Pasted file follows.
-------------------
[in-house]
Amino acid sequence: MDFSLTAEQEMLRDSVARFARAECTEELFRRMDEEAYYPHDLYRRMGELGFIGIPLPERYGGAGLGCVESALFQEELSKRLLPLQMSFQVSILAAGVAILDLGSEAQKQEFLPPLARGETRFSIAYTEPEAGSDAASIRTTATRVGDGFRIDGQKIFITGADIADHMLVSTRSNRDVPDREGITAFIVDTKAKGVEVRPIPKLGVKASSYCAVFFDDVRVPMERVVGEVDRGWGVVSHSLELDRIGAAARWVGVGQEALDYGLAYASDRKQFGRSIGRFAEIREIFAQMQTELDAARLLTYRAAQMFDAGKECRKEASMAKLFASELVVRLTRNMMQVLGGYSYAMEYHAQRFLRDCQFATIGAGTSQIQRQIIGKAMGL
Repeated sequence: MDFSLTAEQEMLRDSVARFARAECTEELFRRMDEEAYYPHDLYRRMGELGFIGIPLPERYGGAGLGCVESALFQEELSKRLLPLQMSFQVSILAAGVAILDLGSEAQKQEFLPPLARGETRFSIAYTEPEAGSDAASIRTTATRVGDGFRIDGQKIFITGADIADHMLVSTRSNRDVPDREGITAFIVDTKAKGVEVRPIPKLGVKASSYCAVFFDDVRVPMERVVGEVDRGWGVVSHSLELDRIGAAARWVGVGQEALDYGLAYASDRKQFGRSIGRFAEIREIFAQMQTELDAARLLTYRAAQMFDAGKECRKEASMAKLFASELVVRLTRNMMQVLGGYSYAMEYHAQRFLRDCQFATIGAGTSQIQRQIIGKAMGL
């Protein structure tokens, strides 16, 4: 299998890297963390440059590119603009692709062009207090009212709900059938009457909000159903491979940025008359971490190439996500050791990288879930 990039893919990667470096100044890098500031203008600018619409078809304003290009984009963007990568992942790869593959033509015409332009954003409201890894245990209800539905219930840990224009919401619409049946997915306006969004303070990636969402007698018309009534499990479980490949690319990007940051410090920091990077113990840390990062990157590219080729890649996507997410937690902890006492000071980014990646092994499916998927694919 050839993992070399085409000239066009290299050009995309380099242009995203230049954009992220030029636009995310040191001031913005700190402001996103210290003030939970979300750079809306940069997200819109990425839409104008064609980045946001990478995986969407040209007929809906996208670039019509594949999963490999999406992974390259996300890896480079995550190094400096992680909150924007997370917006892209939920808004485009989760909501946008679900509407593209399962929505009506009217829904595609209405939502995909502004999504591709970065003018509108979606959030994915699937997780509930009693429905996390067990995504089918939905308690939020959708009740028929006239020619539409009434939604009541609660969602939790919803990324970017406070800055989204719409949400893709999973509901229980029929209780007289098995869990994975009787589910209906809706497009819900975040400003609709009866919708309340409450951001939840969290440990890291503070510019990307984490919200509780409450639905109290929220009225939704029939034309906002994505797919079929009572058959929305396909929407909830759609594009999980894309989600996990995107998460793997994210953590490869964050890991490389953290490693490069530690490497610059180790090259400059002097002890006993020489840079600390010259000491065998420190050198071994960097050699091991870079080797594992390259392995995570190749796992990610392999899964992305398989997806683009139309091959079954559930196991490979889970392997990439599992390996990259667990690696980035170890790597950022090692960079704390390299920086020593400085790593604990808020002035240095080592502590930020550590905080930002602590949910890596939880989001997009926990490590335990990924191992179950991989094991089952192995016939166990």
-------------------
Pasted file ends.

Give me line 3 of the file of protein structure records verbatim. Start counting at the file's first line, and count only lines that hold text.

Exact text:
Repeated sequence: MDFSLTAEQEMLRDSVARFARAECTEELFRRMDEEAYYPHDLYRRMGELGFIGIPLPERYGGAGLGCVESALFQEELSKRLLPLQMSFQVSILAAGVAILDLGSEAQKQEFLPPLARGETRFSIAYTEPEAGSDAASIRTTATRVGDGFRIDGQKIFITGADIADHMLVSTRSNRDVPDREGITAFIVDTKAKGVEVRPIPKLGVKASSYCAVFFDDVRVPMERVVGEVDRGWGVVSHSLELDRIGAAARWVGVGQEALDYGLAYASDRKQFGRSIGRFAEIREIFAQMQTELDAARLLTYRAAQMFDAGKECRKEASMAKLFASELVVRLTRNMMQVLGGYSYAMEYHAQRFLRDCQFATIGAGTSQIQRQIIGKAMGL